On Chess: New Shows At World Chess Hall of Fame Include Burning Boards
The link between the creation of history and the preservation of heritage is about as streamlined as it gets these days: Just send it across the street.
Separated by Maryland Avenue in the Central West End, St. Louis’ chess campus opens up as host to the 2014 U.S. Chess Championships today through May 20, with first moves at 1 p.m. daily. And just as quickly as the Chess Club and Scholastic Center of Saint Louis can write a page into history today, it is recorded as yesterday right across the road at the World Chess Hall of Fame.
There a person will find all the Hall of Fame has accumulated since its creation in 1984 as well as works that speak to the cultural and artistic significance of chess’ 1,500 years-worth of yesterdays. The Hall of Fame has bloomed from a mere house of records since moving to its current home in 2010. This three-floored, 16,000-square-foot showcase in the U.S. capital of chess has come to represent the classy, fashionable side of the street: In stride with the games, yet separated from the horseplay.
Last night, the World Chess Hall of Fame hosted the U.S. Championships’ opening ceremony along with several inductions into history. The World Chess Federation selected Paul Keres and Maya Chiburdanidze into the world hall, while the U.S. Chess Trust selected Abraham Kupchik and Jacqueline Piatigorsky for the U.S Chess Hall of Fame. The Hall of Fame has featured an exhibit on Piatigorsky entitled Patron, Player, Pioneer since last fall, which will now appropriately run through mid-July.
Tonight, however, the hall triumphantly re-opens its doors with two new exhibits, stimulating senses that no over-the-board tactic can match. Michael Graves: Strategy by Design and Cage & Kaino: Pieces and Performances combine for one of the better injections of chess-themed culture inside the galleries, with several visual performances planned as exhibit showcases.
American architect Graves is best-known for his work with Target and J.C. Penney, creating product lines that led modern thinking behind the “democratization of design” for the masses -- high-end design without the high-end cost. Strategy by Design features several games through the eye of Graves, his take on classical games such as backgammon and cribbage, as well as more-recent cult hits Scrabble, Stratego and Monopoly. The primary feature of the exhibit, however, is a chess set that Graves describes as one of his favorite and most-challenging projects.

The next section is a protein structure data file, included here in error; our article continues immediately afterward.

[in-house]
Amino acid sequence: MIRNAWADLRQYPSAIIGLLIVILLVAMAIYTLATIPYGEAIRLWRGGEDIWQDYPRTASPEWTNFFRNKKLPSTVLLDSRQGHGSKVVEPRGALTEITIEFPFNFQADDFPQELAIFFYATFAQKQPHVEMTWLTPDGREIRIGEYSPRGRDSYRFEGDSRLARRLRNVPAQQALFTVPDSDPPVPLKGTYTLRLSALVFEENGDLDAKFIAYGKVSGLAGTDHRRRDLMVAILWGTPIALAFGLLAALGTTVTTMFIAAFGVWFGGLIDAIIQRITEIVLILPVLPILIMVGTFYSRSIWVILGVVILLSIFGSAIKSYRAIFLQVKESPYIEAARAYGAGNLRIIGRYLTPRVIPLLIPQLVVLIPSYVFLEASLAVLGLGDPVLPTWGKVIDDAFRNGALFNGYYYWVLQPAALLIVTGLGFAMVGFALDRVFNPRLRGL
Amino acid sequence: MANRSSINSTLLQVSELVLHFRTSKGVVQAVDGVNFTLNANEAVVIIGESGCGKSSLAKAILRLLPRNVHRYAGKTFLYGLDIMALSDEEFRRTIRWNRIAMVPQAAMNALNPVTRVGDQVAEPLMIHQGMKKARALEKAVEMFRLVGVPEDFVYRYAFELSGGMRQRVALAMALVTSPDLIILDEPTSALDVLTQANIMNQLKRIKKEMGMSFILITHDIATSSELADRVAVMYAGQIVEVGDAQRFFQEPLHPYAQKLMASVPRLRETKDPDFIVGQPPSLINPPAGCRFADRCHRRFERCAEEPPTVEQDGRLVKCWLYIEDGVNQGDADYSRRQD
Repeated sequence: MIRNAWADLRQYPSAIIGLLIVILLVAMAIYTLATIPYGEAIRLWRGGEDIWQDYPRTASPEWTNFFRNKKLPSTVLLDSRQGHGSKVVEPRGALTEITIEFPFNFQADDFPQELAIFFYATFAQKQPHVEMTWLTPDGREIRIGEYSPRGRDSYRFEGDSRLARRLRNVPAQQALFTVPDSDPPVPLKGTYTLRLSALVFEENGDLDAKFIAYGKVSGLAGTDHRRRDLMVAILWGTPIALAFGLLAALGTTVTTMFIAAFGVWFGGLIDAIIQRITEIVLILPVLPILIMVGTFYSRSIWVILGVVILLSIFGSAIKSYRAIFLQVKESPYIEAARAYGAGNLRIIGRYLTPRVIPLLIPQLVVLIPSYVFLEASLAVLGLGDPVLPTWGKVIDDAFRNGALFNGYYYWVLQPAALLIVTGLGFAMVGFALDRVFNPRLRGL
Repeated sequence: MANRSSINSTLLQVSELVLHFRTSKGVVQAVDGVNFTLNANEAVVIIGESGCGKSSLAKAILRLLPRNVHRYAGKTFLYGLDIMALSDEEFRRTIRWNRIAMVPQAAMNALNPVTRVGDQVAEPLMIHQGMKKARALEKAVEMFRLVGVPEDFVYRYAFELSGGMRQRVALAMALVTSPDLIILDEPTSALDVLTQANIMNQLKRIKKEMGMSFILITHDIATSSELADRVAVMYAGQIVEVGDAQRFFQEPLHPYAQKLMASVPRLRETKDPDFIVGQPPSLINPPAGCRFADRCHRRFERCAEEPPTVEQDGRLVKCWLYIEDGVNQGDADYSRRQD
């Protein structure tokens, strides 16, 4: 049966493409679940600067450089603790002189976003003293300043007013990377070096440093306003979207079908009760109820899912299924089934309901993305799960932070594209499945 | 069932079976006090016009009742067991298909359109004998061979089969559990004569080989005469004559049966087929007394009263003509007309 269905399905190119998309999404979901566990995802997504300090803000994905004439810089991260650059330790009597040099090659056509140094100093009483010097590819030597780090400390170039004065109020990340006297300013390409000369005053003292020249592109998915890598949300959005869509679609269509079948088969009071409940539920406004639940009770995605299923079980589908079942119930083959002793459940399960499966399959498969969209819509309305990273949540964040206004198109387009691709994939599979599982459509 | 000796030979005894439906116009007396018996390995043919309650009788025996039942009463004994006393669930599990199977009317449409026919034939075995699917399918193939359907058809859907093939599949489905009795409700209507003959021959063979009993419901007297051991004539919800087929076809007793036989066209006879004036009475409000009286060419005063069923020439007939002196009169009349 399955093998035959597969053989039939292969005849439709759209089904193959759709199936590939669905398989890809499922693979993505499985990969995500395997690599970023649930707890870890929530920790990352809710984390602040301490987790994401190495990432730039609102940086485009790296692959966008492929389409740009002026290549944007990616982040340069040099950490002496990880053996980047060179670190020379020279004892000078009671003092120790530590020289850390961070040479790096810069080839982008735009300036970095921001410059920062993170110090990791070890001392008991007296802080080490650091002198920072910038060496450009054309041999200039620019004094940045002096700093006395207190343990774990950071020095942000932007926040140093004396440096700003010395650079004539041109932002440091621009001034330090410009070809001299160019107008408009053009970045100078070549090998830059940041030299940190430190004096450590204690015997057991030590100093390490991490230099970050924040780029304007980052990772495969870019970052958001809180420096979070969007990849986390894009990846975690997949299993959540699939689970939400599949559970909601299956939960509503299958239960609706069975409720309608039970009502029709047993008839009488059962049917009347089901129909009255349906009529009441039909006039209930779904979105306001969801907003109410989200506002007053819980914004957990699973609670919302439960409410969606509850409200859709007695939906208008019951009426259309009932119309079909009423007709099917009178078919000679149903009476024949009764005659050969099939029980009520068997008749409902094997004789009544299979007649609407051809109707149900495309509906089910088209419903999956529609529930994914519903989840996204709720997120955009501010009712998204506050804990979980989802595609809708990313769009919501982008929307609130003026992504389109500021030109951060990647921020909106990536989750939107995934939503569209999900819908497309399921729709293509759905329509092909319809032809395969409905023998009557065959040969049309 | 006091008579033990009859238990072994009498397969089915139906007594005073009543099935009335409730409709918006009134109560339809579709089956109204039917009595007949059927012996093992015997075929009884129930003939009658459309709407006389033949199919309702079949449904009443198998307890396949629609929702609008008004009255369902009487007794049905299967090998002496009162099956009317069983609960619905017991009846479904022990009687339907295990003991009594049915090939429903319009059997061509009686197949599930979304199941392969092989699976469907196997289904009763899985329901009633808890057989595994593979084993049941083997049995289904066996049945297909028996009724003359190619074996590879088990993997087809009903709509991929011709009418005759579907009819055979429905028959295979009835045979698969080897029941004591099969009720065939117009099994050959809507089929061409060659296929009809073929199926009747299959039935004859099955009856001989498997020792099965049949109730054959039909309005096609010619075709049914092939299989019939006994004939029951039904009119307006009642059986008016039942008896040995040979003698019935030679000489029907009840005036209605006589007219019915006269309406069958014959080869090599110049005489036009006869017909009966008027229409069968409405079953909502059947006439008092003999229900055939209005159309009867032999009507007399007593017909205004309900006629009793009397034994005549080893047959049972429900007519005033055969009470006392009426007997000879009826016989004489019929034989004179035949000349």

John Cage and Glenn Kaino were two artists separated by 60 years, but their commonalities through chess inspiration have been brought together by guest curator Larry List, set to culminate in one special night of performance art. The exhibit features Kaino’s life-sized chess set and bronze-cast pieces made of (and by) the artist’s hands, a display named Learn to Win or You’ll Take Losing for Granted. The centerpiece is surrounded by his One Hour Paintings, a portrait series featuring famous grandmasters lost in thought, including Bobby Fischer, Boris Spassky and Jose Raul Capablanca. Two portraits in the collection have not been shown before.
Pieces and Performances will also feature a creation by Cage, a combination electronic-chess and musical-composing board, with each individual square wired to play a unique selection of music. Play a game on it and the hall fills with sound, building in crescendo as more pieces join the middlegame dance. And as they become removed by capture, so does the song; checkmate is left as one final note.
The musical performance is titled Reunion, first observed in 1968 and only once thereafter. Next Thursday, May 15 will mark the third time an audience has ever experienced the concert, featured as part of a planned night of performance art to showcase the exhibit. Visitors will have a chance to create their own unique song of battle using a working replica of the board (which has been appropriately modernized to use musical instruments not yet available to Cage in the ‘60s -- iPods), and the evening will also include a visually mesmerizing piece by Kaino named Burning Boards -- taking the chess “match” rather literally.
Burning Boards is made up of 16 tables, featuring chess boards and armies of candle pieces. Set them aflame and the game is on, using silver tongs in a chess game that gives new meaning to the term “time trouble” -- if a piece melts or becomes stuck to the board, there it stays forever, a useless puddle.
Says List: “Something magical happens as players participate. This game that is about competition and dominance becomes a partnership as they see that they’re struggling against a similar challenge, which is finishing before the pieces melt and become unusable.”
Games or art? A deep discussion, easily explored. Just cross the street.
Brian Jerauld is a chess instructor to area students, including his own children, and a student of the game himself through the Chess Club and Scholastic Center of Saint Louis. He is also a Mizzou journalist with a decade of experience writing about boats, sports and other odds and ends. This column is a weekly look around St. Louis, the U.S. Capital of Chess.